- the humble one
milletare now popular as a ‘superfood’ because of their rich source of protein, fiber, minerals, iron, calcium and low glycemic index.
- Millets are also resistant to climate change.
- According to the Ministry of Agriculture and Farmers’ Welfare, millet production has increased from 14.52 million tons in 2015-16 to 17.96 million tons in 2020-21.
- Riding this wave, Indian snack company Troogood aims to become the powerhouse of India’s need for millet and make nutrition affordable.
The Indian snack industry, which offers a variety of fried snacks at an affordable price, has put consumer health on the back burner.
Troogood, a homegrown millet snacks company, wants to encourage the diabetes capital of the world, India, to change its snacking habits and become more health-conscious.
Unlike most other healthy foods, they aim to reach the Indian masses by keeping their costs low. Trogood offers millet parathas, millet chikki and peanut chikki in the same price range as Lay’s, Kurkure and Balaji. Millets checks all the boxes of affordability, taste and nutrition.
“In the ₹5 range, these are mainly fatty snacks or junk snacks. “Mierst is gluten-free, they have a low glycemic index. If you eat the millet, you’ll be almost hungry and won’t be hungry for the next six to eight hours. It is also rich in protein, calcium or magnesium fiber,” Raju Bhupati, founder and CEO of Troogood, told https://londonbusinessblog.com/ India.
The company started selling 1,000 products per day in 2019. Within three years they sell about 2 million products a day. Of these, more than 1.5 lakh chikki are brought by pregnant women.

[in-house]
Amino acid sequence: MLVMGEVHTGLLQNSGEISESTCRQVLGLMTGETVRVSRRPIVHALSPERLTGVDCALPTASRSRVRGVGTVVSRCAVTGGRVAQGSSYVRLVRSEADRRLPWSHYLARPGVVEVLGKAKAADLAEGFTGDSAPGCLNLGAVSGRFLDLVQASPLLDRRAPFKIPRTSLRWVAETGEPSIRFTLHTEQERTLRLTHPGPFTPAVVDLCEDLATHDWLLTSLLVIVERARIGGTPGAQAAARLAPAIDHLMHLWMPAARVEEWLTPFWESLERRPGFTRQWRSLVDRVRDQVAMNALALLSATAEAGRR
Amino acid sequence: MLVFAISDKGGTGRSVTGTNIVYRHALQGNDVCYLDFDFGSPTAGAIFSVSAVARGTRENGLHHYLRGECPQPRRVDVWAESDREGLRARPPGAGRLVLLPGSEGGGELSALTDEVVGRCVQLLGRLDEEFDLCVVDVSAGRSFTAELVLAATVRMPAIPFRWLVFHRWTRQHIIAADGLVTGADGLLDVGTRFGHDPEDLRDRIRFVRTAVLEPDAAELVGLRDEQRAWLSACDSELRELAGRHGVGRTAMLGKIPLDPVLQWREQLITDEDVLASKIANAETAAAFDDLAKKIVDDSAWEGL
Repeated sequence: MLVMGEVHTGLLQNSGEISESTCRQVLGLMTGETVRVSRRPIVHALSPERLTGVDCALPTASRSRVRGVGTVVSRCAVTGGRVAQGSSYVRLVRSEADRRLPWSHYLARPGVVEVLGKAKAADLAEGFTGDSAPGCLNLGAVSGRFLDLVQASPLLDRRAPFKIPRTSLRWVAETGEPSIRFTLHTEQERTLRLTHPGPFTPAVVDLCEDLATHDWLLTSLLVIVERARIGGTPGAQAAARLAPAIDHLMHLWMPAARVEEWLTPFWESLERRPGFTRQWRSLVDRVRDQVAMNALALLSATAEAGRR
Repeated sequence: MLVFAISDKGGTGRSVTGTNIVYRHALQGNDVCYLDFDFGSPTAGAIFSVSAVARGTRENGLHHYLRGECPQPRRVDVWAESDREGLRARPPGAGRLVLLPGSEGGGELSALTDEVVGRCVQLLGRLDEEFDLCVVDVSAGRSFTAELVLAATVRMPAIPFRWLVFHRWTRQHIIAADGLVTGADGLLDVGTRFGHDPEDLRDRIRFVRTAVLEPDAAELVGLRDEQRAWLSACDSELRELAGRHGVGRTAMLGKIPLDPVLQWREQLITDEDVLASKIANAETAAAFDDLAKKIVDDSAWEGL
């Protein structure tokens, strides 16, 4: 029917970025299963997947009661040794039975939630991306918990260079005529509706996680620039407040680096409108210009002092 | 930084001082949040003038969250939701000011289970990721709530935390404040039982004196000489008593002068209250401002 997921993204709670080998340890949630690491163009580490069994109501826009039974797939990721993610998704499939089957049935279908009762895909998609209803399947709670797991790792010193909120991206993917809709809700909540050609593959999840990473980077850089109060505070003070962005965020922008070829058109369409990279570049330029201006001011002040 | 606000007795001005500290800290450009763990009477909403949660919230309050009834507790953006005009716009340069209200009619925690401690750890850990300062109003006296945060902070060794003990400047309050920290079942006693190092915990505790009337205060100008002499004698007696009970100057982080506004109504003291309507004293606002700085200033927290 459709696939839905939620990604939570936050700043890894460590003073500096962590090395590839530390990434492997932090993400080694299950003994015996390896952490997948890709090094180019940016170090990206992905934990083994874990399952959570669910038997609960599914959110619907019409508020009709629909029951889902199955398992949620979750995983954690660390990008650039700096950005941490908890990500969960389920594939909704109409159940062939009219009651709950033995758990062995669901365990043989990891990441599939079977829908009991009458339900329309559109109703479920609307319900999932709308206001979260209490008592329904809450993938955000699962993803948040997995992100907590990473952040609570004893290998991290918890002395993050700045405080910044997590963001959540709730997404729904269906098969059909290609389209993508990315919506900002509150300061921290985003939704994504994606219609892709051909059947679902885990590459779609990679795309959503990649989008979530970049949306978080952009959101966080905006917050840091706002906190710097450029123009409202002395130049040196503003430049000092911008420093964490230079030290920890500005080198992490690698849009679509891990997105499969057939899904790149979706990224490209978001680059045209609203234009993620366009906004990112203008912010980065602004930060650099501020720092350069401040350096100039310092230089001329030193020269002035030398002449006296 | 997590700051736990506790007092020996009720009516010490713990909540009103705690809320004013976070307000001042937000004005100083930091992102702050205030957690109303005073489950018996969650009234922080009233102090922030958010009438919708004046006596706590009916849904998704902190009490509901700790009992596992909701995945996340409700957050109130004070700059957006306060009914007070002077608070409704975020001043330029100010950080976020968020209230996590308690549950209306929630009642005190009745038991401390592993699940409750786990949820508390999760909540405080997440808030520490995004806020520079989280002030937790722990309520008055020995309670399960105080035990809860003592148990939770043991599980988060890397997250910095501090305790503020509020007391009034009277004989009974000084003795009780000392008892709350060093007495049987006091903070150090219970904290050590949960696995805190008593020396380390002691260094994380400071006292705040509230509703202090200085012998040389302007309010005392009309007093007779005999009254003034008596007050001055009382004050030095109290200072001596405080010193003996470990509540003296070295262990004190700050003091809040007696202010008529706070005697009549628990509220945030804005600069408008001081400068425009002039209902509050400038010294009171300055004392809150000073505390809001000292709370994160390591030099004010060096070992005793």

Thousands of schools under the government of Andhra Pradesh provide Troogood’s millet chikki to children as their morning snack. It hopes to reach 100 million children across the country.
Why are millet known as superfoods?
According to the Ministry of Agriculture and Farmer Welfare, millet production has increased from 14.5 million tons in 2015-16 to 18 million tons in 2020-21. Millets is poised to become the superstar of the Indian commodities sector.
According to Bhupati, more than 4 billion people worldwide consume wheat and rice, and those grains surpass millet in terms of consumption, but in nutrition, millet replaces popular goods.
“Mierst is weather resistant. They are grown in the harshest conditions. Millets are also free of chemicals. Finally, for the cultivation of rice and maize, they use almost 4000 liters per kg of water consumption, while millet accounts for at least 1/4 of the water consumption,” says Bhupati.
The Indian government has declared 2023 the International Year of the Millets. After a little push from the central and state governments, all Indian states are now embracing millet as part of their diet menus.
“If you look at the consumption patterns of the middle class, millet makes up at least 20-35% of the daily meal. It is developing slowly,” says Bhupati.
After COVID-19, urban consumers have become more health conscious and have embraced millet. Due to this growing acceptance, Bhupati is optimistic that millet will become an important part of the snack industry.
“In the next one to five years, millet will account for about 15-20% of the snack pie,” he said.
Humble millet take worldwide
According to the Ministry of Agriculture and Farming Welfare, India exports about 20% of the world’s millets, and Bhupati believes that number will increase tenfold in 3-5 years.
Building on this global wave of healthy snacking, Troogood also aims to become the powerhouse of the world’s need for millet snacks.
“We process almost 700 to 1000 tons of millet per month and we hope to become the category leader, especially in the millet field. We want to become a world leader in this category within 3 years,” said Bhupati.
Troogood currently exports its products to the UAE and is set to roll out its grid more widely to Europe, Australia and other Gulf countries in the coming years.